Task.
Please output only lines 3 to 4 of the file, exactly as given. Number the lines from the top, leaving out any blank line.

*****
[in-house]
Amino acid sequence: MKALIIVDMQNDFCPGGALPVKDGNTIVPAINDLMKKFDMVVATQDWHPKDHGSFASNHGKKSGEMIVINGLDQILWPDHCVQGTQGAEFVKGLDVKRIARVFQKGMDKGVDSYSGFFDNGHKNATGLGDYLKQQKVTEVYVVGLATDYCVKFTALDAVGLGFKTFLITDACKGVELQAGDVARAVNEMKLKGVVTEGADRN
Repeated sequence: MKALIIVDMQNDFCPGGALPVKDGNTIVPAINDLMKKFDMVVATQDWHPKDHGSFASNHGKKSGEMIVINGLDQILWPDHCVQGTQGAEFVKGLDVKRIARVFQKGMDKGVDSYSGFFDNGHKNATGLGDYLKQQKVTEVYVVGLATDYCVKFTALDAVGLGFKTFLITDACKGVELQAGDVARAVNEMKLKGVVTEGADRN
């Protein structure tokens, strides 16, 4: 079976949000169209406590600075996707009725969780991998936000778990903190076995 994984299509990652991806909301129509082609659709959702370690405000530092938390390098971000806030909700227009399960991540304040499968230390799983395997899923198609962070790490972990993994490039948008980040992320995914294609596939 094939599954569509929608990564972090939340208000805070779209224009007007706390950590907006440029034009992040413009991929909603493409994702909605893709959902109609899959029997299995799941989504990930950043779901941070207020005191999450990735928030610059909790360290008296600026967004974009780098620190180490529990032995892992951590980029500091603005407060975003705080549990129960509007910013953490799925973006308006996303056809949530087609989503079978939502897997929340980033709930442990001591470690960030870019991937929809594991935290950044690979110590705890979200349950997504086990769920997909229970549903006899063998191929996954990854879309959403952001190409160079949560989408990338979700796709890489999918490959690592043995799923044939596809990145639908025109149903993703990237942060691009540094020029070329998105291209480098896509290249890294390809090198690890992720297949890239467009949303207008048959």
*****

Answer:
Repeated sequence: MKALIIVDMQNDFCPGGALPVKDGNTIVPAINDLMKKFDMVVATQDWHPKDHGSFASNHGKKSGEMIVINGLDQILWPDHCVQGTQGAEFVKGLDVKRIARVFQKGMDKGVDSYSGFFDNGHKNATGLGDYLKQQKVTEVYVVGLATDYCVKFTALDAVGLGFKTFLITDACKGVELQAGDVARAVNEMKLKGVVTEGADRN
């Protein structure tokens, strides 16, 4: 079976949000169209406590600075996707009725969780991998936000778990903190076995 994984299509990652991806909301129509082609659709959702370690405000530092938390390098971000806030909700227009399960991540304040499968230390799983395997899923198609962070790490972990993994490039948008980040992320995914294609596939 094939599954569509929608990564972090939340208000805070779209224009007007706390950590907006440029034009992040413009991929909603493409994702909605893709959902109609899959029997299995799941989504990930950043779901941070207020005191999450990735928030610059909790360290008296600026967004974009780098620190180490529990032995892992951590980029500091603005407060975003705080549990129960509007910013953490799925973006308006996303056809949530087609989503079978939502897997929340980033709930442990001591470690960030870019991937929809594991935290950044690979110590705890979200349950997504086990769920997909229970549903006899063998191929996954990854879309959403952001190409160079949560989408990338979700796709890489999918490959690592043995799923044939596809990145639908025109149903993703990237942060691009540094020029070329998105291209480098896509290249890294390809090198690890992720297949890239467009949303207008048959």